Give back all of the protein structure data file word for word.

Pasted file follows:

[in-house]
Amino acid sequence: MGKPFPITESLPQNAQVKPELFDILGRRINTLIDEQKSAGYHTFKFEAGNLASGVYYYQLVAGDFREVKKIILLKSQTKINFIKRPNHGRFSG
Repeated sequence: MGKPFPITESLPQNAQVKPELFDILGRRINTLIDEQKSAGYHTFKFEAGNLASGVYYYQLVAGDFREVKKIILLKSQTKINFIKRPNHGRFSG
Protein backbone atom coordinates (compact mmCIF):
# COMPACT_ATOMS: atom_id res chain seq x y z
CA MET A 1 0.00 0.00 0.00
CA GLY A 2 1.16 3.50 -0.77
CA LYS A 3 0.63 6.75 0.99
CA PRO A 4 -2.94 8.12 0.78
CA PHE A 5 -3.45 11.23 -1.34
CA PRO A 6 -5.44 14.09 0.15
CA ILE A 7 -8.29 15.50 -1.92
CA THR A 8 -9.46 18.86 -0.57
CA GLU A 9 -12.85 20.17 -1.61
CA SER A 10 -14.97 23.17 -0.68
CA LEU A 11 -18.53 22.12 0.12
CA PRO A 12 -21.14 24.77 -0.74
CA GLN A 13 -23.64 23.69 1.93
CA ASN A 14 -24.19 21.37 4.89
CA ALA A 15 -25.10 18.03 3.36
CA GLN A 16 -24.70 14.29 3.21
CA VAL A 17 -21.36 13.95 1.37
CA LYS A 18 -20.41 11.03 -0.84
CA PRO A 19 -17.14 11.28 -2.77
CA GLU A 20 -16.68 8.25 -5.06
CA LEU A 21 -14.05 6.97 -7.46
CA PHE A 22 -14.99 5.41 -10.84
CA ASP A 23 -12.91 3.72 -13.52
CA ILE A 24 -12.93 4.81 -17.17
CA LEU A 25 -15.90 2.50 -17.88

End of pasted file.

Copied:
[in-house]
Amino acid sequence: MGKPFPITESLPQNAQVKPELFDILGRRINTLIDEQKSAGYHTFKFEAGNLASGVYYYQLVAGDFREVKKIILLKSQTKINFIKRPNHGRFSG
Repeated sequence: MGKPFPITESLPQNAQVKPELFDILGRRINTLIDEQKSAGYHTFKFEAGNLASGVYYYQLVAGDFREVKKIILLKSQTKINFIKRPNHGRFSG
Protein backbone atom coordinates (compact mmCIF):
# COMPACT_ATOMS: atom_id res chain seq x y z
CA MET A 1 0.00 0.00 0.00
CA GLY A 2 1.16 3.50 -0.77
CA LYS A 3 0.63 6.75 0.99
CA PRO A 4 -2.94 8.12 0.78
CA PHE A 5 -3.45 11.23 -1.34
CA PRO A 6 -5.44 14.09 0.15
CA ILE A 7 -8.29 15.50 -1.92
CA THR A 8 -9.46 18.86 -0.57
CA GLU A 9 -12.85 20.17 -1.61
CA SER A 10 -14.97 23.17 -0.68
CA LEU A 11 -18.53 22.12 0.12
CA PRO A 12 -21.14 24.77 -0.74
CA GLN A 13 -23.64 23.69 1.93
CA ASN A 14 -24.19 21.37 4.89
CA ALA A 15 -25.10 18.03 3.36
CA GLN A 16 -24.70 14.29 3.21
CA VAL A 17 -21.36 13.95 1.37
CA LYS A 18 -20.41 11.03 -0.84
CA PRO A 19 -17.14 11.28 -2.77
CA GLU A 20 -16.68 8.25 -5.06
CA LEU A 21 -14.05 6.97 -7.46
CA PHE A 22 -14.99 5.41 -10.84
CA ASP A 23 -12.91 3.72 -13.52
CA ILE A 24 -12.93 4.81 -17.17
CA LEU A 25 -15.90 2.50 -17.88